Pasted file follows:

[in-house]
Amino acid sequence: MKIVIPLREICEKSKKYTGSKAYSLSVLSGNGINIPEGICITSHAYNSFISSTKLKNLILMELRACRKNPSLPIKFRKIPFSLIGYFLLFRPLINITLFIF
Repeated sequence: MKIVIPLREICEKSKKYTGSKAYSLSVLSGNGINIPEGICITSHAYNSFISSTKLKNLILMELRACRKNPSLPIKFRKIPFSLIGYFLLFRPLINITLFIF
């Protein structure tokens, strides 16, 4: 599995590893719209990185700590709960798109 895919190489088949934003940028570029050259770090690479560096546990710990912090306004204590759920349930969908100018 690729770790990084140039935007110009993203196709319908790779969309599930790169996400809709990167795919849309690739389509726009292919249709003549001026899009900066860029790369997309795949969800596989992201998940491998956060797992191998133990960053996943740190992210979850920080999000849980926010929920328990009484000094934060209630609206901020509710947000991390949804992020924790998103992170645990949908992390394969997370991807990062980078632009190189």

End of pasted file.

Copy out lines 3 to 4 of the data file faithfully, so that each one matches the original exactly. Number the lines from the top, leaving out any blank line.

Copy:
Repeated sequence: MKIVIPLREICEKSKKYTGSKAYSLSVLSGNGINIPEGICITSHAYNSFISSTKLKNLILMELRACRKNPSLPIKFRKIPFSLIGYFLLFRPLINITLFIF
């Protein structure tokens, strides 16, 4: 599995590893719209990185700590709960798109 895919190489088949934003940028570029050259770090690479560096546990710990912090306004204590759920349930969908100018 690729770790990084140039935007110009993203196709319908790779969309599930790169996400809709990167795919849309690739389509726009292919249709003549001026899009900066860029790369997309795949969800596989992201998940491998956060797992191998133990960053996943740190992210979850920080999000849980926010929920328990009484000094934060209630609206901020509710947000991390949804992020924790998103992170645990949908992390394969997370991807990062980078632009190189």